Although these results supported the hypothesis that SNF5 was acting by directly interfering with MYC:MAX binding to target DNA, the researchers could not rule out the possibility that the effects they were seeing were the result of chromatin remodeling via SWI/SNF complexes that had formed as a result of SNF5 expression. To address this question, they used an assay for transposase-accessible chromatin followed by next generation sequencing (ATAC-seq), which identifies open areas in the genome. They found ~25,000 accessible sites in control cells, and expression of OmoMYC had no effect on chromatin structure. In contrast, expression of SNF5 resulted in the addition of ~2,500 new accessible sites and the closure of 7 sites. These findings confirmed that expression of SNF5 led to chromatin remodeling. However, the new sites were distal to the transcription start site rather than proximal to the site as in the case of MYC:MAX binding sites. The genes affected were enriched for signal transduction, development, and differentiation, totally distinct from MYC-regulated genes. Thus, they concluded that the effects of SNF5 on MYC binding to DNA were not the result of SWI/SNF-mediated chromatin remodeling.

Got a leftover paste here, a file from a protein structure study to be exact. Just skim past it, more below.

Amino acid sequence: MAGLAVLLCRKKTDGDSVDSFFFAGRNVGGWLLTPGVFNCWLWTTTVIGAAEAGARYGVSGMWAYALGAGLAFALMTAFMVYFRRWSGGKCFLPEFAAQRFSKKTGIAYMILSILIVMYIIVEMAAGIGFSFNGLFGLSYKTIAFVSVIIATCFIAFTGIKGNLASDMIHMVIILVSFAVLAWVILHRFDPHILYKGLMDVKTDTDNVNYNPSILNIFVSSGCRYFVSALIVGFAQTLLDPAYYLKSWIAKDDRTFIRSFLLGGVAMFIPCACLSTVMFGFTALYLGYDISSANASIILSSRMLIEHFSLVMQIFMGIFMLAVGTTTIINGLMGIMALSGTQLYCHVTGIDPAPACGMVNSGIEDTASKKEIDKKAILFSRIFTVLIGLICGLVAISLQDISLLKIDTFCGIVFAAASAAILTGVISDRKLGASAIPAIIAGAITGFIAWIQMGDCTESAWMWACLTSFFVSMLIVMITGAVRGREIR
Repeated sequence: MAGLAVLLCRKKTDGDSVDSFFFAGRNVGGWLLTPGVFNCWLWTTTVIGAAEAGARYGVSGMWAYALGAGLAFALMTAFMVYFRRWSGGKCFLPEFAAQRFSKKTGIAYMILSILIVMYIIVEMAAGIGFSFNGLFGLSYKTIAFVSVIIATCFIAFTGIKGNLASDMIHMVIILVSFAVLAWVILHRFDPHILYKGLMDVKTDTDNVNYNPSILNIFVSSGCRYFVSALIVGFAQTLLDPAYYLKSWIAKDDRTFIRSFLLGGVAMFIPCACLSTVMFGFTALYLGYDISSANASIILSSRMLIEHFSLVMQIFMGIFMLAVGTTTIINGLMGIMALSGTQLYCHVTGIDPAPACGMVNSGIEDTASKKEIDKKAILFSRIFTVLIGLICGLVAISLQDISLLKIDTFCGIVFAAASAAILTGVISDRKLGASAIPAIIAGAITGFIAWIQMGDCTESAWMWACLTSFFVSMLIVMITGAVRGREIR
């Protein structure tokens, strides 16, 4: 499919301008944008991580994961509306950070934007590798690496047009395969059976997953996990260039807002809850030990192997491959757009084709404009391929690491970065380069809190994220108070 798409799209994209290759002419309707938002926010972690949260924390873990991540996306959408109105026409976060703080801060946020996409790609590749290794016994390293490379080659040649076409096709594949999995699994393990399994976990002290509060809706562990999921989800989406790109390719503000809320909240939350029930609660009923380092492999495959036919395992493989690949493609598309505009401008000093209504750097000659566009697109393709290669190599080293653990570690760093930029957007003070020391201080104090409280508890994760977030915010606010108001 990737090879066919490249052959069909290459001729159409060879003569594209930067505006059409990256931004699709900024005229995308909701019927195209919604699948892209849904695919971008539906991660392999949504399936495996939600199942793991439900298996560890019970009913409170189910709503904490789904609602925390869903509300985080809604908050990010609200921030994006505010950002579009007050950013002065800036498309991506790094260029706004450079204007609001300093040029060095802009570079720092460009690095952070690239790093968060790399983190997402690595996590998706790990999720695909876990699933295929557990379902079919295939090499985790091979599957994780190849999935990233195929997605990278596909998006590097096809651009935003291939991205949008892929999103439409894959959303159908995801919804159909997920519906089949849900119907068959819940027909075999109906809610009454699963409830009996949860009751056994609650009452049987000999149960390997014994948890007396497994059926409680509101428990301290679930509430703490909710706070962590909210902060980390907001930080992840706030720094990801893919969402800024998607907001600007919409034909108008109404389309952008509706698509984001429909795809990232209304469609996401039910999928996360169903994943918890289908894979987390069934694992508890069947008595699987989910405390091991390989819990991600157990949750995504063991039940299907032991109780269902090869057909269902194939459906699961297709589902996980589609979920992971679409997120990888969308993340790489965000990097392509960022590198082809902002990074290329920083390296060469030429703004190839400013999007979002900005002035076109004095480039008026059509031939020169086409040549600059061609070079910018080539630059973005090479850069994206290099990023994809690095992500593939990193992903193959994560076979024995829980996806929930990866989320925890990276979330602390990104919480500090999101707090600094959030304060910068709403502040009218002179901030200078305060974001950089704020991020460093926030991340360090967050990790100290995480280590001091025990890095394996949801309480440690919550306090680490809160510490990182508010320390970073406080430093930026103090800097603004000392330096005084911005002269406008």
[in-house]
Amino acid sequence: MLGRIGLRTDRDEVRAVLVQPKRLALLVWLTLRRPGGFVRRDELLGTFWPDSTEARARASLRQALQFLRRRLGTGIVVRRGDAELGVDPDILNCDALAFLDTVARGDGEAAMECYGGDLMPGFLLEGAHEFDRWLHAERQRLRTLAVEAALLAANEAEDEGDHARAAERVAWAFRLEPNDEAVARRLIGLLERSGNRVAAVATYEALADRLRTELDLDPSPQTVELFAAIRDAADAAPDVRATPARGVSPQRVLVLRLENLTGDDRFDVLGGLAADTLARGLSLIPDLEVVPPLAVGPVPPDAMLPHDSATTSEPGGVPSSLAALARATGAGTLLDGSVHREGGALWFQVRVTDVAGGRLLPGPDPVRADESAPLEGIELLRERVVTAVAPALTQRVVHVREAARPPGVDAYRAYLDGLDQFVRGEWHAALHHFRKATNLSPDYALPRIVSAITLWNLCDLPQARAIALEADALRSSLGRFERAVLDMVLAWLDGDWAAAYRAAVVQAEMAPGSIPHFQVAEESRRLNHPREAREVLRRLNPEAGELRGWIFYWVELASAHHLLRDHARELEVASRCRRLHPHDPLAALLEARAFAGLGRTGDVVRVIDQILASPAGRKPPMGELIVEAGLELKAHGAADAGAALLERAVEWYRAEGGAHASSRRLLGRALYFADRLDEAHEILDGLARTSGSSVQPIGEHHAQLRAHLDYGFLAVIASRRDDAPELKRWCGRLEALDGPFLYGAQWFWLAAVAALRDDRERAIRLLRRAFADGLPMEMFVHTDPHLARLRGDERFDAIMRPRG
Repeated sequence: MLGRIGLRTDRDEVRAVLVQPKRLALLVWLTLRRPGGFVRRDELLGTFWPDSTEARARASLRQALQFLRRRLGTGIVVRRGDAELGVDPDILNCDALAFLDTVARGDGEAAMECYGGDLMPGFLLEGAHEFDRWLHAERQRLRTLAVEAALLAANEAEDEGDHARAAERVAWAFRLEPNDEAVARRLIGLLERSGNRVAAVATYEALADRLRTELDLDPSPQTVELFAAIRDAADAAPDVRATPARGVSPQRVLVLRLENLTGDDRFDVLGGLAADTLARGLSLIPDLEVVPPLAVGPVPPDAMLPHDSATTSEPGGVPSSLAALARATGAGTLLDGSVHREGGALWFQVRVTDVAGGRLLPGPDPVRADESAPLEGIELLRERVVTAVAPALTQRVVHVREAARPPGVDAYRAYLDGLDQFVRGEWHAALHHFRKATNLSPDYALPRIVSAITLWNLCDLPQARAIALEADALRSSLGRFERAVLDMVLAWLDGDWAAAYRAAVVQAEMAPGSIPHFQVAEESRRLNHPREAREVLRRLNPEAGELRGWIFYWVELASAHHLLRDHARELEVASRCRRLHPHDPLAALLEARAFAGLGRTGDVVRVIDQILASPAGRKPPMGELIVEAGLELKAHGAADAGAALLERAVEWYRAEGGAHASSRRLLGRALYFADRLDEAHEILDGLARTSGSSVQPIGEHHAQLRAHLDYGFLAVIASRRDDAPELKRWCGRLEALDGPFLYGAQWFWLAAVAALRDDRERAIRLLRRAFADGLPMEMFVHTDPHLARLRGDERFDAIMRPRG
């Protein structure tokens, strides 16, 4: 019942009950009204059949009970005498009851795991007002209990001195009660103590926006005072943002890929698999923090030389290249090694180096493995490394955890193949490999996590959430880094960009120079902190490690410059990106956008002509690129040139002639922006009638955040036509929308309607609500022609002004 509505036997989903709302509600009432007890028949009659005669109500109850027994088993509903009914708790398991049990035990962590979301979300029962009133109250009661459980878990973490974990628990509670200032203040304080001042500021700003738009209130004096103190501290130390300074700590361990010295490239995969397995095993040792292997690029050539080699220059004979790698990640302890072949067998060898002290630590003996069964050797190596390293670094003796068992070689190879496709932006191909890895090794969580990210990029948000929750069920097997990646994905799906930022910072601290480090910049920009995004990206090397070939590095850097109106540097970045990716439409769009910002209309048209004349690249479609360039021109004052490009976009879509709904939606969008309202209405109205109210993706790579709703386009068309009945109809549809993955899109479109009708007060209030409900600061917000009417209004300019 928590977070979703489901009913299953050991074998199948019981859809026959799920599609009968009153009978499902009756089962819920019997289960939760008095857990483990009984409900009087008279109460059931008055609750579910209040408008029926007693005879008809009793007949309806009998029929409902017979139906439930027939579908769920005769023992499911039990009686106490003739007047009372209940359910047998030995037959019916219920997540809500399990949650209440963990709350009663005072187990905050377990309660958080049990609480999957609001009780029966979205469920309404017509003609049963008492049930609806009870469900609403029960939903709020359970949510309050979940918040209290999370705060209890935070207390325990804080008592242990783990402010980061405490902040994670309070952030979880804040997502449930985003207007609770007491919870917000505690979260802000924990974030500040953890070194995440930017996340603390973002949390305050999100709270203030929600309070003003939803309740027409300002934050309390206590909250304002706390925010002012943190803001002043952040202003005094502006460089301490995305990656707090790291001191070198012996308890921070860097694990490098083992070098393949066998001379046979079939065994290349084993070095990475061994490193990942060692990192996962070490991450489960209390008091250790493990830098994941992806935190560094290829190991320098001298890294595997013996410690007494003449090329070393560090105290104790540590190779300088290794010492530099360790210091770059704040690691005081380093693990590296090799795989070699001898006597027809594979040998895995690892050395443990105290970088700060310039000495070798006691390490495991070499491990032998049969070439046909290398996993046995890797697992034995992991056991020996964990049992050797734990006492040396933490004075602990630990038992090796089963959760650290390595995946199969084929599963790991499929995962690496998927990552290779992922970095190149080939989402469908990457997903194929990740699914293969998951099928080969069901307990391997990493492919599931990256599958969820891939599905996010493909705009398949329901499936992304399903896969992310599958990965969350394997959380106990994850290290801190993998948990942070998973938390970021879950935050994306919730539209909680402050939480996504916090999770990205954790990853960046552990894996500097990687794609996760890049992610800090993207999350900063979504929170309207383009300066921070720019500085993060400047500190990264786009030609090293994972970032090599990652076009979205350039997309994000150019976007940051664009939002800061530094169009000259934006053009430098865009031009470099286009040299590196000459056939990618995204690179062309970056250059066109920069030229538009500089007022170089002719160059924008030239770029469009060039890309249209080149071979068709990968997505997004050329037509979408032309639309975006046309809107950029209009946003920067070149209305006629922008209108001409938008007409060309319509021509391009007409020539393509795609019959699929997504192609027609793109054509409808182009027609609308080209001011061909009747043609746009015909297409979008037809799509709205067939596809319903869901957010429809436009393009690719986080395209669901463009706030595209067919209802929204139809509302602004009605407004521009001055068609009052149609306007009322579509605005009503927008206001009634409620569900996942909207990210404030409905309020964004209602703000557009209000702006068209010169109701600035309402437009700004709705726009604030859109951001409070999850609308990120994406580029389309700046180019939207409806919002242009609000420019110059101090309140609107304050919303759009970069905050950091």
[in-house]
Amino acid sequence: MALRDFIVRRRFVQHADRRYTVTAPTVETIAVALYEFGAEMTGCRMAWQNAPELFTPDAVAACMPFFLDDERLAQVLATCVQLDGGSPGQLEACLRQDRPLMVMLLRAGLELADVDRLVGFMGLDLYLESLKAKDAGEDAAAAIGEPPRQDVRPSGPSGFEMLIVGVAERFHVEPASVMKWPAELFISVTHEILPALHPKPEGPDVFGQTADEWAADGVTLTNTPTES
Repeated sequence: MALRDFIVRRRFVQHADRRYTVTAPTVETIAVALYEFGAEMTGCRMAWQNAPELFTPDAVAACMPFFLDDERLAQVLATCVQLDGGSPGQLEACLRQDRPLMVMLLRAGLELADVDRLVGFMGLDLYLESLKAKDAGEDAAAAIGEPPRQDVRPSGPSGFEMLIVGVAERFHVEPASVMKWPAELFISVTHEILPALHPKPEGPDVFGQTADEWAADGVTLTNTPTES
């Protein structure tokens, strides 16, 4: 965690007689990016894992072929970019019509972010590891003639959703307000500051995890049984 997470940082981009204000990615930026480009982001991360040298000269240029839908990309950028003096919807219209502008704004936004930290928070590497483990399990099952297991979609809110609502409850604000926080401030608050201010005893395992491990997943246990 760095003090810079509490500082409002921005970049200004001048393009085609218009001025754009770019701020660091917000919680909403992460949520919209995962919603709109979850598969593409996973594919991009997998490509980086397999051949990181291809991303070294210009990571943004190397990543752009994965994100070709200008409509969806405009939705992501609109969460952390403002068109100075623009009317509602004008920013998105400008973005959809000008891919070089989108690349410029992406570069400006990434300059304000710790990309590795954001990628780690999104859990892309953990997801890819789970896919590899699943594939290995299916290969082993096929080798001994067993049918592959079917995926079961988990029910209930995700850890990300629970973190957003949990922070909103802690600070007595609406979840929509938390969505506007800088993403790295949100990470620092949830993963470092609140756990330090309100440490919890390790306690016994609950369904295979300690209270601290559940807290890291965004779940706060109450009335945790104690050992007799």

The initiation of DNA transcription is an extremely complex process that requires the coordinated action of multiple individual proteins and protein complexes. Among these is TFIIH, a transcription factor that is recruited to sites of initiation along with RNA polymerase II (Pol II). TFIIH works in conjunction with two additional proteins NELF (negative elongation factor) and DSIF (DRB-sensitivity factor) to stop Pol II progression at the junction between the promotor and the gene body. This promoter-proximal pause helps to coordinate 7-methyl-guanine capping of the 5´-end of the nascent mRNA with further elongation. One function of MYC:MAX binding is to release Pol II from the pause, enabling completion of gene transcription. This led the researchers to hypothesize that blockade of MYC function with SNF5 or OmoMYC should lead to an increase in the presence of paused Pol II in the genome. To test this hypothesis, the researchers turned to precision global run-on transcription coupled with deep sequencing (PRO-seq), which enabled them to measure the density of Pol II bound at the promoter-proximal region versus the body of the gene. The ratio between the two quantities serves as a "pausing index". The investigators discovered that OmoMYC increased the pausing index at ~4,500 genes, while decreasing the index at ~2,000 genes. The corresponding numbers for SNF5 were ~3,500 genes, and ~3,400 genes, respectively. There was strong similarity in the genes newly paused by OmoMYC and SNF5, with 70% shared by both. Approximately 35% of genes that lost a pause were shared between cells expressing OmoMYC and those expressing SNF5. Of greater interest was the finding that among MYC target genes, expression of OmoMYC or SNF5 resulted in a gain of pause only, and 80% of these newly paused genes were identical for the two proteins (Figure 3). Through comparison of these results with previously published data on the effects of SNF5 expression on mRNA levels in MRT cells, the researchers found that 40% of genes that gained a pause in their studies also exhibited lower mRNA levels after 7 days in culture. Thus, the SNF5-mediated increase in the pause of Pol II at the transcription initiation site correlated with reduced expression of a significant proportion of genes.